Getty Images Photographers Star on CCTV, China’s Largest National Television Station

August 11, 2008 | By Alison Crombie | Olympics, Sport


The IBC (International Broadcast Center)

With so many stories being told at the Beijing Olympics, it’s often hard to find an original news angle. The weather, or should I say smog, is dominating the news, along with human rights protesters and the cultural aspects that are visible at these Games. Media is constantly asking “What do you think of Bejing? What do you think of these Games?” I find myself wondering if they are looking for a new perspective or validation that these Games really will be the best ones ever held.

I am at the Games working in PR for Getty Images and have been spending quite some time searching for new angles from The Main Press Center (MPC) and Broadcast Center (IBC) , which are truly impressive buildings.



Media workspace

We are being looked after impeccably and the facilities are world class. These Games have been highly anticipated and there is a strong sense of curiosity around how it will be staged in a country that has historically been very wary of opening its doors to the world’s press. Today Beijing finds itself in the midst of a u-turn on this very position and is having to allow an open door approach to communication on the event and their culture. So here in the MPC (Main Press Center) the international media is working hard to ensure they capture all of the action from the Games and highlight their country’s successes and failures.

The show took three hours, yes THREE hours to pre-record, which is the longest interview session I have ever done in a studio! In the end it will be edited down to 20 minutes highlighting the hard work and dedication that goes into our photographer’s images. It was fully worthwhile, an amazing experience for all of us and a unique opportunity to work so closely with Chinese media.


Working hard in the media center

In sporting terms, covering this event is a marathon and not a sprint. Surviving the next two weeks is a true test to your endurance!


Exhaustion is starting to show for some in the media center.

A few days ago I was excited to take Al Bello and Adam Pretty, both senior sports photographers at Getty Images to CCTV, China’s largest national television station, to take part in their Olympics show “On the Spot” discussing how they capture the incredible images at the Games.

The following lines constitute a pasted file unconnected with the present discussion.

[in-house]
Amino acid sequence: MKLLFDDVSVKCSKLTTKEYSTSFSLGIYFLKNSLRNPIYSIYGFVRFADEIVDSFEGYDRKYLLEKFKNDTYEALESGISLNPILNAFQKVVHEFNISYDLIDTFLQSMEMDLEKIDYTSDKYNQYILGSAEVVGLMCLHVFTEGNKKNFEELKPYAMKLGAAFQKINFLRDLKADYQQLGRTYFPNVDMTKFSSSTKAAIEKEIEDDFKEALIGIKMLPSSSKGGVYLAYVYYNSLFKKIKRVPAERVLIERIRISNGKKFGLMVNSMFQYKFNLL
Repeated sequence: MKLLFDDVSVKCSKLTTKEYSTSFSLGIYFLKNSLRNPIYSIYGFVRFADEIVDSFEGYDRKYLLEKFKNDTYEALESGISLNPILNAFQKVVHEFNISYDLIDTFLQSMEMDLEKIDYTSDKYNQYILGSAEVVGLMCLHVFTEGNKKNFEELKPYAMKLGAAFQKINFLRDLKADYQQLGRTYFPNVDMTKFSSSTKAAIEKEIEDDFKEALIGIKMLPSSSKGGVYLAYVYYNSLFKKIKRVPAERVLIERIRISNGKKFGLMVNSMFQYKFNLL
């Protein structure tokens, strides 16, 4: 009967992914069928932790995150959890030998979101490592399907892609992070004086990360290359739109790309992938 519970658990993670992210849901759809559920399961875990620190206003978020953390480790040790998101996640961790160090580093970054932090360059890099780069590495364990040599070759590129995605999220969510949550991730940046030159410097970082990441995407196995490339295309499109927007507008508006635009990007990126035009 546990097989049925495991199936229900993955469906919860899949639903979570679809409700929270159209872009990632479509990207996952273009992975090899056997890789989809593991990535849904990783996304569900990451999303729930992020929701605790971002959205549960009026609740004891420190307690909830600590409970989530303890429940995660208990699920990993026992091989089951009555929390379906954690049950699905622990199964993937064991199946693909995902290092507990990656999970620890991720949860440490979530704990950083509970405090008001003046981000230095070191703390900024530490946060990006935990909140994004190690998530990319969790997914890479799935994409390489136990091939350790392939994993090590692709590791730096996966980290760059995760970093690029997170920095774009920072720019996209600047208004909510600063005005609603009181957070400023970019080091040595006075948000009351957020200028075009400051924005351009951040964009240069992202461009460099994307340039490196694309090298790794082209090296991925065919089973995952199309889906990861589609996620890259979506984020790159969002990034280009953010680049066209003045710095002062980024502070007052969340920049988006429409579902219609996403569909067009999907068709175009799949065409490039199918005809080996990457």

The show airs three times a day and CCTV’s studios are located in Beijing’s first seven-star hotel. Naturally, I expected opulence and luxury, state-of-the-art studios and the speed and efficiency that Beijing is becoming renowned for. This was not quite the case. CCTV occupies one floor of the building and upon exiting the elevator, we found ourselves face-to-face with a building that more closely resembled something from a war zone!

The studio was small with lots of people milling around. The show’s presenter was Tom Perkins, an American who has adapted incredibly well to this flourishing media environment. He talked through his idea for the program and we discussed the image selection that Adam and Al would be showing.


Talking through the program…

After surviving the trauma of having their make-up done (I promised that nobody would notice when they got back to the office)…


Adam Pretty getting pretty!

I attempted to convince them both that this was a serious media opportunity. They don’t always listen to me.

On the set with the stunning backdrop of the bird’s nest stadium, I worked with Al and Adam on choosing the images and topics they wanted to share with China.

It was decided that Adam would highlight some of his amazing underwater imagery and Al would show underwater images and iconic images from the past Olympics with the interesting stories behind them. We got them wired up and they were ready for prime time!


Al Bello (left) and Adam Pretty (right) get wired for their interview.

Adam also brought some of his underwater gear with him so he could really speak to how he is able to capture his unique shots. It was an engaging and fascinating show listening to their stories of how they work while their breath-taking images were displayed on the screen.


Adam showing his underwater gear.

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